Today's Song You Should Know: 'Don't Wanna Lose You' By Lionel Richie

Post by: Rick Ellis 17 April, 2021

The late 1980s and early 1990s were a tough period for Lionel Richie. After releasing three consecutive solo albums that became massive worldwide hits, the singer/songwriter was feeling burnt-out. He decided to take some time off but that break turned into a nearly ten-year period where Richie battled depression, the collapse of his marriage and the death of both his father and a close friend. Other than the 1992 compilation album Back To Front, Richie didn't release a follow-up to 1986's Dancing On The Ceiling until Louder Than Words hit stores in 1996. The album was co-produced with longtime producer James Anthony Carmichael, with three tracks produced by Jimmy Jam and Terry Lewis and one track co-produced by Ritchie and David Foster.

Given his earlier success, Louder Than Words was seen as a commercial disappointment in the U.S. The album only made it to #28 on the Top 100 album chart and the lead single from the album - Don't Wanna Lose You - topped out at #39 on the Billboard Top 100 singles chart.

But there is a lot to love about the album if you're a Lionel Richie fan. The album's most successful moments are when Ritchie focuses on the smooth soul sound that audiences had connected with in the 1980s. But there are moments when Richie tries to lean into the 1990s New Jack/Hip hop vibe and to be kind, it's not a great fit. But overall, Louder Is Words is a comforting and smooth effort that deserved a better fate. The album is being rereleased this week, with five bonus tracks that include two tracks originally only available on the Japanese release of the album along with Italian and Spanish versions of Still In Love.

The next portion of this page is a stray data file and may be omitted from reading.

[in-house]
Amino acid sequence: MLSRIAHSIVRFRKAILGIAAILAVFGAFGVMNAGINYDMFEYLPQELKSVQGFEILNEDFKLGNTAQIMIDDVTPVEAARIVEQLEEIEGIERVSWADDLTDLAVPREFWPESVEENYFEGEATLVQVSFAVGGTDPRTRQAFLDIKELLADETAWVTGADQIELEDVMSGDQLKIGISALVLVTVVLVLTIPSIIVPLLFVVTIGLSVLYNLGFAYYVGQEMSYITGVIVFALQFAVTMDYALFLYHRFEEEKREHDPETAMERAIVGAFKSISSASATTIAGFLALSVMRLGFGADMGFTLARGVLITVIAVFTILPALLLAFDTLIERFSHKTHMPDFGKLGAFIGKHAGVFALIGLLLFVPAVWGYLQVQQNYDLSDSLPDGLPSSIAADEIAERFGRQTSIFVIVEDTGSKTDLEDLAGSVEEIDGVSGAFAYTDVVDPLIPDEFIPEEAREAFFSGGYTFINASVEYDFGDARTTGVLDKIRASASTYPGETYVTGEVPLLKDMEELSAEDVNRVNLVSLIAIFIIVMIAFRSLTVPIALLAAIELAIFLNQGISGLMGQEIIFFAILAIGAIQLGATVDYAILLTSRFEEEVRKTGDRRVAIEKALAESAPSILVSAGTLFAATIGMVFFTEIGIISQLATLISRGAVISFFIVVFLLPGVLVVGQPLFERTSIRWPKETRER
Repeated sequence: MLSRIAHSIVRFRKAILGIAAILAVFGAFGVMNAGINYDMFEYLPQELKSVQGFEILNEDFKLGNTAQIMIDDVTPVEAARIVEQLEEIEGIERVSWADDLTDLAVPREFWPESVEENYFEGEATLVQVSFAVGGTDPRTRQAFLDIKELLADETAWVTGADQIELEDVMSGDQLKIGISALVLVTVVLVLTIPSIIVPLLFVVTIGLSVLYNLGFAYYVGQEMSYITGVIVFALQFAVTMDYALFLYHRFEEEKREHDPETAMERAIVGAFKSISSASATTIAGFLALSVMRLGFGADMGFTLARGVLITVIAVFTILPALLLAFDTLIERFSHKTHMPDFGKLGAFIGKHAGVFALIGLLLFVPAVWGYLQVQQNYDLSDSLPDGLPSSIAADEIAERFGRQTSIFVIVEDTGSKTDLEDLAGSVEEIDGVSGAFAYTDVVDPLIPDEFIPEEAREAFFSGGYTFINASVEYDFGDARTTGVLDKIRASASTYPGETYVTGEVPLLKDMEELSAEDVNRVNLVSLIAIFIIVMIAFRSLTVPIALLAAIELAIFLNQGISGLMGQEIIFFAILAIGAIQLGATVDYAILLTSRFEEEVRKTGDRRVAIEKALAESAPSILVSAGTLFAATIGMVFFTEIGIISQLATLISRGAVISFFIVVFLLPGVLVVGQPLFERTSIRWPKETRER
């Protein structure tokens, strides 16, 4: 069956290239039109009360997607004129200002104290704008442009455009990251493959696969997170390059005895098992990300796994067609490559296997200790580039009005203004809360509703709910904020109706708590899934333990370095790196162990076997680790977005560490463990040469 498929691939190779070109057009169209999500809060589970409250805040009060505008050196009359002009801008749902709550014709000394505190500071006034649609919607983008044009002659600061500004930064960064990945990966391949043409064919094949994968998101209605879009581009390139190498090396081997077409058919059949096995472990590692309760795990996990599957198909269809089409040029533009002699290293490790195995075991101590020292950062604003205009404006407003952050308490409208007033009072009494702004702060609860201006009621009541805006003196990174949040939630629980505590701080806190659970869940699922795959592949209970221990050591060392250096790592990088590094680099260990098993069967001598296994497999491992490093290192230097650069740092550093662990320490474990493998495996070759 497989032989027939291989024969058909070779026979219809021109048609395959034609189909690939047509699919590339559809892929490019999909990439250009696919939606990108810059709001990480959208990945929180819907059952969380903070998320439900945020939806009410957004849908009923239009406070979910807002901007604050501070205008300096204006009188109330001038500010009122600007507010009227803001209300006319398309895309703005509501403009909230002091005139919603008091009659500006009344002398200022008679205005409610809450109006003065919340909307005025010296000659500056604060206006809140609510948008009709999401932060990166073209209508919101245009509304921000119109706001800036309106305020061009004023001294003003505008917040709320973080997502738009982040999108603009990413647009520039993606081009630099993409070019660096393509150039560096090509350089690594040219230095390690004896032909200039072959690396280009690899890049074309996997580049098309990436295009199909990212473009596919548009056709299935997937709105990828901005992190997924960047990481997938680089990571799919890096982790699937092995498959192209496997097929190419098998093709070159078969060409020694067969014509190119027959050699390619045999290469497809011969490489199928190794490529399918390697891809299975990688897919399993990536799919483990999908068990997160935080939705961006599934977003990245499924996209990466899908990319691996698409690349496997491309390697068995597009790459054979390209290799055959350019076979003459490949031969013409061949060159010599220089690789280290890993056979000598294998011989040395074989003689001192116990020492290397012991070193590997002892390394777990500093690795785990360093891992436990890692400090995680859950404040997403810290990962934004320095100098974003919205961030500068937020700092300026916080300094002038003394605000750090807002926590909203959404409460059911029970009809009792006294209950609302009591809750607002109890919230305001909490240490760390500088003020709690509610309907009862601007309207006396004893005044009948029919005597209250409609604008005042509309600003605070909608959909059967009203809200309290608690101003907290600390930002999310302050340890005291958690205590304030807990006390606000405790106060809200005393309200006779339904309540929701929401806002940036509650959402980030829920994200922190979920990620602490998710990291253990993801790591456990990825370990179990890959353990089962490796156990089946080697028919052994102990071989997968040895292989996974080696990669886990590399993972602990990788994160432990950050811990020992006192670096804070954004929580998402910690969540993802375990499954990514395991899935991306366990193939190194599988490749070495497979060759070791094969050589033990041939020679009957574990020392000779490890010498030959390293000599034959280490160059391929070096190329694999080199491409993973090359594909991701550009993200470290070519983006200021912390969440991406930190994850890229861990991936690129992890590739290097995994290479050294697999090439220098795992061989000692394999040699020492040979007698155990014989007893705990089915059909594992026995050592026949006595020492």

As for Don't Wanna Lose You, it's easy to see why the track was the first single. Even though it was written by Jimmy Jam and Terry Lewis, the sound is classic Lionel Richie. It's smooth and soulful and easy to sing along to in the shower. The track  should have been a bigger hit at the time, but that is also the case with much of Ritchie's late 1990s output. Ritchie is one of those performers who was making great music long after the industry moved on to newer faces.


Last modified on Saturday, 17 April 2021 12:34